“It’s a really good place for anyone starting out who [doesn’t] have a lot of capital,” Velez says. He added that the mall gave him two months to set up his business, rent free. Mall management has even covered the cost of damaged merchandise, after the mall’s crumbling infrastructure led to some slight water damage.
Janie Bordner, executive director at Dress for Success Dallas, had a similar experience after she arrived to work and found the space flooded.
“We ended up having four inches of water in every space,” Bordner says. “The mall people came in and they got all the water out for us, and took up all the carpet … they really did go above and beyond.”
Dress for Success Dallas is a nonprofit organization that provides professional attire and workshops to assist women who are struggling to become financially stable in finding employment. They’ve been in Valley View for 10 years, and have expanded thanks to the decreased overhead at the mall.
After the flood, which Bordner says was caused by a burst pipe, the nonprofit relocated to the former Victoria's Secret and has greatly expanded their operations.
“We’ve tripled the number of ladies we’re able to serve and our space is definitely bigger and better,” Bordner says.
Despite how accommodating Beck Venture’s leasing team has been, not every small business owner gets the same level of attention. And since information about the mall’s demolition comes out in trickles and is usually framed as an educated guess, rumors and speculation run rampant.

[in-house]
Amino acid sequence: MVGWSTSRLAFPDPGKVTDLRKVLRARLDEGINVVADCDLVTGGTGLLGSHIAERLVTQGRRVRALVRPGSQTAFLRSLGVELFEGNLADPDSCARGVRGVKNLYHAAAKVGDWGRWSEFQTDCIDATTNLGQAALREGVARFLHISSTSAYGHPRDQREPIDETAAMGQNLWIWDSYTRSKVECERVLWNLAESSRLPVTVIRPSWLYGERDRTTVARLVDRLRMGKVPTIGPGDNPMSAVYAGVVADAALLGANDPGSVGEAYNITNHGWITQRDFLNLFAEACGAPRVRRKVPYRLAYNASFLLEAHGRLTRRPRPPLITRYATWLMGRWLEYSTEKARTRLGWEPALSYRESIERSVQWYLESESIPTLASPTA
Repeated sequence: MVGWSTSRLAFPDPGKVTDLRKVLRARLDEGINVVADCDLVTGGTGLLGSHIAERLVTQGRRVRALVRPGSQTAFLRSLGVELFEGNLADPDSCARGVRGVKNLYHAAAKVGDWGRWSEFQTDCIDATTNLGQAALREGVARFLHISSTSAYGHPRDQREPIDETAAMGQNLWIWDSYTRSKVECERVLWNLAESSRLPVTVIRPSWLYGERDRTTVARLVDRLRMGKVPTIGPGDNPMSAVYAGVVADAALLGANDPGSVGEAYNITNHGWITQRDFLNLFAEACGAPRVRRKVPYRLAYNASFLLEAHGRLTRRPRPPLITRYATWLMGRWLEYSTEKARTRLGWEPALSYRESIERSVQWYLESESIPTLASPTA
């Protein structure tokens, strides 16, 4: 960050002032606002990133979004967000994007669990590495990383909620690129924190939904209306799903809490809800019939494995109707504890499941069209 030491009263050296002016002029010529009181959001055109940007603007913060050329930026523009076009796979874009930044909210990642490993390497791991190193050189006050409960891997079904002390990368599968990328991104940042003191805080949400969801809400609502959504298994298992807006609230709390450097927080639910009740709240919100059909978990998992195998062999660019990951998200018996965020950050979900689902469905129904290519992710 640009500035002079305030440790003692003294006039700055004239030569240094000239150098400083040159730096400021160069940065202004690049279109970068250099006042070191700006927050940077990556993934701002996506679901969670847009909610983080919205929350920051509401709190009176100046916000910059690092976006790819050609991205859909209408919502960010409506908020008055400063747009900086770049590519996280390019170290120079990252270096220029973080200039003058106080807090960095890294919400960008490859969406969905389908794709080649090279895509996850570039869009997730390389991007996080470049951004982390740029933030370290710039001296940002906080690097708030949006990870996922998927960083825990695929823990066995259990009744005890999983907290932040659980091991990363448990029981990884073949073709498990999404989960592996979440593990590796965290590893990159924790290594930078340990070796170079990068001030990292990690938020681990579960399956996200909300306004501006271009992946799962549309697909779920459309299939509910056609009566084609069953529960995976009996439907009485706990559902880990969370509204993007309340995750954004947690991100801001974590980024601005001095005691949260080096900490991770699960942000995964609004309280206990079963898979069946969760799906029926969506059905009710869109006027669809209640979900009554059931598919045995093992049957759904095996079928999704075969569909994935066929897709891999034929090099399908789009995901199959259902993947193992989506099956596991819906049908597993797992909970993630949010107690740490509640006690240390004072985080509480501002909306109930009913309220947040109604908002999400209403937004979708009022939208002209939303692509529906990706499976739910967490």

“The last time that I talked to [the mall’s management] they were real iffy about answering me,” Velez says. “I would think they would be ready to answer any type of question.”
While talking to people in the mall, I heard everything from, the demolition is going to be stopped by a coalition of AMC, Sears and Footlocker to rumors that Forever 21 and JCPenney are paying rent on empty storefronts just in case the Mall is revived. None of it is true, but it’s easy to see where the communication breaks down, and with so many business owners watching their customer base grow and profits rise, the thought of losing their businesses is a real concern.
We Believe Local Journalism is Critical to the Life of a City
Engaging with our readers is essential to the Observer's mission. Make a financial contribution or sign up for a newsletter, and help us keep telling Dallas's stories with no paywalls.
Support Our Journalism
“I know it’s a little business … but I had my heart and soul in it, and I’ve seen it grow, so it would be disastrous to see it go down,” Velez says. “We just want to know.”
But despite the complications that have come with Valley View’s nebulous demolition date, Dallas Midtown is on its way. And judging from how much care Beck Ventures has taken to revitalize this once-dead mall, the future looks bright for North Dallas.
Beck also confirmed that the demolition will be done in parts, starting with the north side of the mall, where the parking garage is located. Business will still be open during the “brick-by-brick” demolition, which will focus on salvaging material from the mall for future construction. Interim retail spaces, which Beck says will be “akin to temporary spaces like The Rustic,” will also be built as Dallas Midtown slowly takes shape.
“The idea is that there is a community that exists both with the artist community and small local businesses and we’d like to continue to provide places for those people in the interim," Beck says.
But until then, we can all rejoice in knowing that so many people are working to give Valley View Center a few more days in the sun. So whether you’re in the market for carnivorous plants or if you just want to see a microcosm of the American Dream in action, take one last trip to Valley View while you still can.